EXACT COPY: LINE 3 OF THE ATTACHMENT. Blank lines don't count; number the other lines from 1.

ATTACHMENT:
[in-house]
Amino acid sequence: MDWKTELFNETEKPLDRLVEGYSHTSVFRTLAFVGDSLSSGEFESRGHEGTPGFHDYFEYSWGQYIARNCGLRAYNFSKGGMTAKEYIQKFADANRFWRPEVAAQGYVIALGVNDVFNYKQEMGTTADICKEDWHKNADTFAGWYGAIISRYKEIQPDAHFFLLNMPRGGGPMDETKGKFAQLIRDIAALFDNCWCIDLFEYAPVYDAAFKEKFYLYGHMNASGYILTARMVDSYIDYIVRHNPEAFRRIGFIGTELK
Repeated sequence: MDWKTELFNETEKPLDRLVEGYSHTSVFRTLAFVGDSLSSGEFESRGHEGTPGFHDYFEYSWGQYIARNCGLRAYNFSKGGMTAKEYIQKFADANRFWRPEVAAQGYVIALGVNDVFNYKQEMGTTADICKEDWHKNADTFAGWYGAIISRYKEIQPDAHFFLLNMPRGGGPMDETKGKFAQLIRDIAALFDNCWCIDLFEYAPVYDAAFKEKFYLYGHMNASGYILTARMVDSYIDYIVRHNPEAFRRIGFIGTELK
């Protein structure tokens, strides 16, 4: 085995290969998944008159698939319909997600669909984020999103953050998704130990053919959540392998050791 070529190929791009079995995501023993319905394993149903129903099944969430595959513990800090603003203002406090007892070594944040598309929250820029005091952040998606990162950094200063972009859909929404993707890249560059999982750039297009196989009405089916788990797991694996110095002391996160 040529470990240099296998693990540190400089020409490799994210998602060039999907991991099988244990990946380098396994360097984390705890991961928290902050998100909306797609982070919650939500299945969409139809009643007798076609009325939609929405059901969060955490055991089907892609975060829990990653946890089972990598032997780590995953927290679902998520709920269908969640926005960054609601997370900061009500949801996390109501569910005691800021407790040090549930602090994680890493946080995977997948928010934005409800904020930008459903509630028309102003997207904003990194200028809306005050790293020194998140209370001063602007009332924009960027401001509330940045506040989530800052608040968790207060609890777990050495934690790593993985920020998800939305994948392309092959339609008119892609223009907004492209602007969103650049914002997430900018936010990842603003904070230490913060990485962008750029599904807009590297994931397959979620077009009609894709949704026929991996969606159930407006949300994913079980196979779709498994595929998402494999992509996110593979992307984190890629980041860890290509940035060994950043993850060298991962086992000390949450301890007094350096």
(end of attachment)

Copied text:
Repeated sequence: MDWKTELFNETEKPLDRLVEGYSHTSVFRTLAFVGDSLSSGEFESRGHEGTPGFHDYFEYSWGQYIARNCGLRAYNFSKGGMTAKEYIQKFADANRFWRPEVAAQGYVIALGVNDVFNYKQEMGTTADICKEDWHKNADTFAGWYGAIISRYKEIQPDAHFFLLNMPRGGGPMDETKGKFAQLIRDIAALFDNCWCIDLFEYAPVYDAAFKEKFYLYGHMNASGYILTARMVDSYIDYIVRHNPEAFRRIGFIGTELK